After 16 years of professional road cycling on the UCI World Tour and 10 Tour de Frances, Mark Renshaw, owner of Renshaw’s Pedal Project, also knows a thing or two about getting equipped for a ride. 

With bike stores in the regional NSW towns of Bathurst and Lithgow, Mark has seen a big uptick in the popularity of cycling for all ages and abilities, particularly through the Covid-19 pandemic. 


Parkitect-Australia-Modular-Pumptrack-Mark-Renshaw-with-bike-in-Pedal-Project-Shop-ultimate guide to the best pump track & MTB riding gear


As well as recommending, renting and selling bikes, bike equipment, and maintenance services, Mark’s team offer a personal bike fitting service to make sure their customers are set up with the right gear for their needs. 

“Having the right bike with a good warranty is important. You should also make sure you get it serviced every 6 months, depending on how often you’re using it of course.” – MARK RENSHAW

“With kids often building fundamental skills and confidence on their local pump track, some people are now buying a jump bike. These are custom-made to make the most of jumping and pumping on pump tracks.”

Apart from a good quality bike, Mark reckons the most important pieces of equipment for MTB and pump track riders are a good quality helmet (Australian Standards approved), protective gloves, and covered footwear. 

According to Mark: “Getting the right helmet is really important for safety. There’s a huge range to choose from. Some people baulk at paying anything from $150 upwards, but if you come off your bike, it’s worth it.”


Parkitect-Australia-Modular-Pumptrack-Richard-Bruce-OTE-Melrose-ultimate guide to the best pump track & MTB riding gear


Richard Bruce from Over the Edge is a long-time mountain bike enthusiast. Based in the thriving MTB hub of Melrose in South Australia’s Flinders Ranges, Rich advises both recreational and competitive MTB riders on which equipment will work best for their needs. 

“When we’re selling a bike or gear, it comes down to thinking about where you’re going to be riding for 70% of the time.” RICH BRUCE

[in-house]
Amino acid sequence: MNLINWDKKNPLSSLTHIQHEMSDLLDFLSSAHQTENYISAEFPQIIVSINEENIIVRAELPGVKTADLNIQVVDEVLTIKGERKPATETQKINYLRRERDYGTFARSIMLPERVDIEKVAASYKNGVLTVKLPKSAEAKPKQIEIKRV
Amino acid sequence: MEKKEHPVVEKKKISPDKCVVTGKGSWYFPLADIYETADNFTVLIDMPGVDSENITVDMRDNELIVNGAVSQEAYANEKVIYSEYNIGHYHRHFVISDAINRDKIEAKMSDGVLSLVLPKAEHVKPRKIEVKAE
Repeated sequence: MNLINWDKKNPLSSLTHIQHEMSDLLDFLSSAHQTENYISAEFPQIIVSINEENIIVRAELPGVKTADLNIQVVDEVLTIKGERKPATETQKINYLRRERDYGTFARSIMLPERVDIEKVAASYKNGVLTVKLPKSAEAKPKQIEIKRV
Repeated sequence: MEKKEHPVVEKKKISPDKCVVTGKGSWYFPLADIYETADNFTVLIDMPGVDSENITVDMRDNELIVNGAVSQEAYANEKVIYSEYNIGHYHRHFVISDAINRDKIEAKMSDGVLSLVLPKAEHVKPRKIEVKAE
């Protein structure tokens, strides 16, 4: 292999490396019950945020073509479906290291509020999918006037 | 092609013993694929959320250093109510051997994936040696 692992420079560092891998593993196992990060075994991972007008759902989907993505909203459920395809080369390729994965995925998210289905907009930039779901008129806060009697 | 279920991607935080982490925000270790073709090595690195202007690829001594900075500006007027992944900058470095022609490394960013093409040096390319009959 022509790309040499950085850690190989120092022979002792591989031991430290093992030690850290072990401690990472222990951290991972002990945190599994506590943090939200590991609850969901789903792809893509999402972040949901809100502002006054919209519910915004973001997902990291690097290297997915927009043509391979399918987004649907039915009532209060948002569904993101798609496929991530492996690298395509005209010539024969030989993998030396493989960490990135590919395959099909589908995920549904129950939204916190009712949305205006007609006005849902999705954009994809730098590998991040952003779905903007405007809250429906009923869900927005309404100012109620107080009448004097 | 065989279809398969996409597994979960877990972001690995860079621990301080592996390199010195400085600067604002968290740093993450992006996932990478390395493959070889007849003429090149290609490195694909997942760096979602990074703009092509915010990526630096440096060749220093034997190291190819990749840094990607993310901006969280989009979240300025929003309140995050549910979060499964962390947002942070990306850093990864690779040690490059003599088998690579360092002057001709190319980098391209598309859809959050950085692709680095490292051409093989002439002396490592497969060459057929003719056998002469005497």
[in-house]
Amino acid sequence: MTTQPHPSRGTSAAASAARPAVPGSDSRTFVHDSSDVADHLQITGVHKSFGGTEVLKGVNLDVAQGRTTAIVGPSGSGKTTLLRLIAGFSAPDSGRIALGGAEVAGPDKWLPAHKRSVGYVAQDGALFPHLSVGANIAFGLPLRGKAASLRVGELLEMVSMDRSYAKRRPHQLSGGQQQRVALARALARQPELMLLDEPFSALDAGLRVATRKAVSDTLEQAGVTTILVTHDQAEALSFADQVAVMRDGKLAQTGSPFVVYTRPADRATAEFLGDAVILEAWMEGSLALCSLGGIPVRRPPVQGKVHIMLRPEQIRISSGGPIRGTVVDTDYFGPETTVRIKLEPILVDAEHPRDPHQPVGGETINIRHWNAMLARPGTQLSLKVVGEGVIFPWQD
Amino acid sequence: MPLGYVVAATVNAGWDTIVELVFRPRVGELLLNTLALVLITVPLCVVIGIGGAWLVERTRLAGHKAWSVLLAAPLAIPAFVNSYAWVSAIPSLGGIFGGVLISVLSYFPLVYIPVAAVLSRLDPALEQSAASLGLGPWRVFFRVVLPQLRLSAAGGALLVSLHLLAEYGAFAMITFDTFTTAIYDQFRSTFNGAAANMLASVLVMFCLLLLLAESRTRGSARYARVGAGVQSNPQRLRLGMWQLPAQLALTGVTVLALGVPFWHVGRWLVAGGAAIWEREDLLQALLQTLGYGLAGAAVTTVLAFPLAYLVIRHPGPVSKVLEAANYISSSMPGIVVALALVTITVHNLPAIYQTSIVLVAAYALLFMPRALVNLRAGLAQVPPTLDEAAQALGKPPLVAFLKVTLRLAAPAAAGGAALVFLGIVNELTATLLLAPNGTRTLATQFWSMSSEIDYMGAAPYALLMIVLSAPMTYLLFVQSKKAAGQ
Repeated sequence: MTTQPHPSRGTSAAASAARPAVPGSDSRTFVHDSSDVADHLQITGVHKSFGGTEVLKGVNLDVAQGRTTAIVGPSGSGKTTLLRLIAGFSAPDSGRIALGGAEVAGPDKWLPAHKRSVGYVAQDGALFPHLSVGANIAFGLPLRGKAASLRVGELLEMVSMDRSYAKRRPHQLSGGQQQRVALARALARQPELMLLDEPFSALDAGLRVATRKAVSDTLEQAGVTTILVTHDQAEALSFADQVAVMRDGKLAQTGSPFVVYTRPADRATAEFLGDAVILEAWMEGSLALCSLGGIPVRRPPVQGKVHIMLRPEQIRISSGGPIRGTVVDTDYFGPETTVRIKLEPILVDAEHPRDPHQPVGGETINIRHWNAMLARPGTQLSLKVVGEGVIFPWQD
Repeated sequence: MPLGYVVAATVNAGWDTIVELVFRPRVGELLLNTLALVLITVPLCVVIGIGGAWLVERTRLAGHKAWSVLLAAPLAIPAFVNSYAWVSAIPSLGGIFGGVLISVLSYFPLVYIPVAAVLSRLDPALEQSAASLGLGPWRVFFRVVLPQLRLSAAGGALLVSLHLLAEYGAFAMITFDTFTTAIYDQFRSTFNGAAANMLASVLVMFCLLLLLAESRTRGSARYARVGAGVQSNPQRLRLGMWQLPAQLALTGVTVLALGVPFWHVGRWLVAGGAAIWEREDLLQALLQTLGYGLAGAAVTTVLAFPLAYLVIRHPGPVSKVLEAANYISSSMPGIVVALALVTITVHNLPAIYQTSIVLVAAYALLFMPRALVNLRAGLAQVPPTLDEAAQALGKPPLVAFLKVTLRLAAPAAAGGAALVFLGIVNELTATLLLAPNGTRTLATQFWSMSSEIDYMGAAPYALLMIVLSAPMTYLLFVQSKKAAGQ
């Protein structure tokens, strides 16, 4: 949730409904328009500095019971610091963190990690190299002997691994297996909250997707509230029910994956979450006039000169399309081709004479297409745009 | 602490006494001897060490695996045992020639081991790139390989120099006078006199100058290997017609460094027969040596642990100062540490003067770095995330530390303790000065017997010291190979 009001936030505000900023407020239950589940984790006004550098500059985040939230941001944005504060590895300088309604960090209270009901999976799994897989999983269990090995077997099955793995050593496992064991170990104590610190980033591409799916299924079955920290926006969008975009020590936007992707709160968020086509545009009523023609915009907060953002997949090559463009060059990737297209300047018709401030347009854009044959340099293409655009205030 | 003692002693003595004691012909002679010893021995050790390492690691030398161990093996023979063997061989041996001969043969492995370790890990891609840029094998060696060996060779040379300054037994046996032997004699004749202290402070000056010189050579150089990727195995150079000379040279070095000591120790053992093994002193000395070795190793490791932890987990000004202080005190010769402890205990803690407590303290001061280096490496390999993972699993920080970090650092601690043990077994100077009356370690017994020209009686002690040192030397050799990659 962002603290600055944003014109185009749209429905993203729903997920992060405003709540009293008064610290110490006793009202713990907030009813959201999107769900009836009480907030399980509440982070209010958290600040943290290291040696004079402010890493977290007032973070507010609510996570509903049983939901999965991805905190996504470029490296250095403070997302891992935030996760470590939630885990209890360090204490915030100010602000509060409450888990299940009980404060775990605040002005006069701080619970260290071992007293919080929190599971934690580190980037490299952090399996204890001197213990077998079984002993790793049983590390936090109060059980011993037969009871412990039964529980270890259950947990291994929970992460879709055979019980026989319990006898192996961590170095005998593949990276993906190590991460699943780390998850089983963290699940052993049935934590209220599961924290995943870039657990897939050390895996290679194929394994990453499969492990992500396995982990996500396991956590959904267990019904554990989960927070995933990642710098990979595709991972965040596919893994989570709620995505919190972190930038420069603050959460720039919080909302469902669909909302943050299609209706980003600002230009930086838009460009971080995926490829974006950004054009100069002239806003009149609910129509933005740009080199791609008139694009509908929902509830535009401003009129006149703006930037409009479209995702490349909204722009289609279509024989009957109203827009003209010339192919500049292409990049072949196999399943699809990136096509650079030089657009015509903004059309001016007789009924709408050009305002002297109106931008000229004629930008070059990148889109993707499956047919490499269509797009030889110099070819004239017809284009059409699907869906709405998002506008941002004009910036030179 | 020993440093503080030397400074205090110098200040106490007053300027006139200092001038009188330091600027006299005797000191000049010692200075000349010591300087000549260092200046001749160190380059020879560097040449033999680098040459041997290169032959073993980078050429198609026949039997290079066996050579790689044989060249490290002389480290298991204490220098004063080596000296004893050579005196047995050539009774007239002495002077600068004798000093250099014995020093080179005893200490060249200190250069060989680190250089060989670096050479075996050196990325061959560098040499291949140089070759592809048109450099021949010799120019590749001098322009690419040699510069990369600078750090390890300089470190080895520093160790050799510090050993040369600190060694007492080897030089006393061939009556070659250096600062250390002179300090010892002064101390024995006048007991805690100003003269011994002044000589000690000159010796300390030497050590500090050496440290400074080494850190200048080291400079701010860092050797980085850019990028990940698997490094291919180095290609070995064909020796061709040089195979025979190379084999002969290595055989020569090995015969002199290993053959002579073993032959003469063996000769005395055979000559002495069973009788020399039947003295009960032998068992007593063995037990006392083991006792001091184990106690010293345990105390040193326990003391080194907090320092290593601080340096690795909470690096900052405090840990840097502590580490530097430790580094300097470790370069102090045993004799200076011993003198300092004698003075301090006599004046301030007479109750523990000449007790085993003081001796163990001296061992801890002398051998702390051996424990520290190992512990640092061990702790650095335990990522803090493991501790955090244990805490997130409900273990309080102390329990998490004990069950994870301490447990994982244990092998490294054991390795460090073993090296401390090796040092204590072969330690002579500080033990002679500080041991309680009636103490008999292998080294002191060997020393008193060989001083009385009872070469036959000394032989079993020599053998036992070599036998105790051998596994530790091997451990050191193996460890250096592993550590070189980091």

“If you’re riding MTB, then get a bike that suits your local terrain,” explains Richard. “If you use it to commute and occasionally ride some trails, then get a hardtail. That will be great on the commute and also ok on cross country and riding trails. 

“This translates to gear also. A mountain bike helmet is great in all situations but it can be a little heavy for all-day riding. Always look at what the bulk of your riding is going to be and make a decision based on that. 

“Lastly go with your instincts. If you like the colour of a bike, then get that one! This will inspire you to ride more. The more time you’re on your bike the happier you will be!”

Parkitect Australia’s two young riding ambassadors Zoe Cuthbert and Ryan Gilchrist also had a few things to say about how to get the most from your riding experience. 




Zoe Cuthbert’s top riding equipment tips

Zoe, better known as the ‘flying raccoon on a bike’, has been riding since she was little. One of Australia’s most successful young cyclists, she loves to push the limits while at the same time, always considering all aspects of safety while she rides.

(Check out Zoe’s latest wins here: as at 9 June 2022. First Euro podium in the Windhaag Raiffeisen Grand Prix! Third behind the incredible @laura_stigger and @haley.batten)

Zoe has three main tips on choosing the best equipment when you’re riding: 

Invest in an Australian Standard helmet.